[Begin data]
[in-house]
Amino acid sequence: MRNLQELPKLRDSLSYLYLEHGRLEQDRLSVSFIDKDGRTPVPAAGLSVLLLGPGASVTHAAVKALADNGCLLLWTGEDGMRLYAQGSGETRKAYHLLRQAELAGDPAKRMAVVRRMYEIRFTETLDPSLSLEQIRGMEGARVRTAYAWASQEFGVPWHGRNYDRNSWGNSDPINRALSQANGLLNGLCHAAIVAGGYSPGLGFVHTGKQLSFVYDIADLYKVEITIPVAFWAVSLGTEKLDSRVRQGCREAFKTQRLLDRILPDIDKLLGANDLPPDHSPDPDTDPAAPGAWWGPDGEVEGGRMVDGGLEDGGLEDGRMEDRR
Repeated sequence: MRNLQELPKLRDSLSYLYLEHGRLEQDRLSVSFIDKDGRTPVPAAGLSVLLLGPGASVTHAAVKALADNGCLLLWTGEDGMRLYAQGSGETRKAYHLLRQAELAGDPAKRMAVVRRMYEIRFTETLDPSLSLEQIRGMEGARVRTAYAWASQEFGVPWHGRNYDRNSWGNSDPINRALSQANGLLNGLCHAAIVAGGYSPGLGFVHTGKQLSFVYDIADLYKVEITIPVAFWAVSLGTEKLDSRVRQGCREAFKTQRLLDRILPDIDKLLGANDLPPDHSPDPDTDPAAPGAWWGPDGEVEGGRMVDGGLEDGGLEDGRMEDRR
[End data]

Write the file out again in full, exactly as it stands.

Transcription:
[in-house]
Amino acid sequence: MRNLQELPKLRDSLSYLYLEHGRLEQDRLSVSFIDKDGRTPVPAAGLSVLLLGPGASVTHAAVKALADNGCLLLWTGEDGMRLYAQGSGETRKAYHLLRQAELAGDPAKRMAVVRRMYEIRFTETLDPSLSLEQIRGMEGARVRTAYAWASQEFGVPWHGRNYDRNSWGNSDPINRALSQANGLLNGLCHAAIVAGGYSPGLGFVHTGKQLSFVYDIADLYKVEITIPVAFWAVSLGTEKLDSRVRQGCREAFKTQRLLDRILPDIDKLLGANDLPPDHSPDPDTDPAAPGAWWGPDGEVEGGRMVDGGLEDGGLEDGRMEDRR
Repeated sequence: MRNLQELPKLRDSLSYLYLEHGRLEQDRLSVSFIDKDGRTPVPAAGLSVLLLGPGASVTHAAVKALADNGCLLLWTGEDGMRLYAQGSGETRKAYHLLRQAELAGDPAKRMAVVRRMYEIRFTETLDPSLSLEQIRGMEGARVRTAYAWASQEFGVPWHGRNYDRNSWGNSDPINRALSQANGLLNGLCHAAIVAGGYSPGLGFVHTGKQLSFVYDIADLYKVEITIPVAFWAVSLGTEKLDSRVRQGCREAFKTQRLLDRILPDIDKLLGANDLPPDHSPDPDTDPAAPGAWWGPDGEVEGGRMVDGGLEDGGLEDGRMEDRR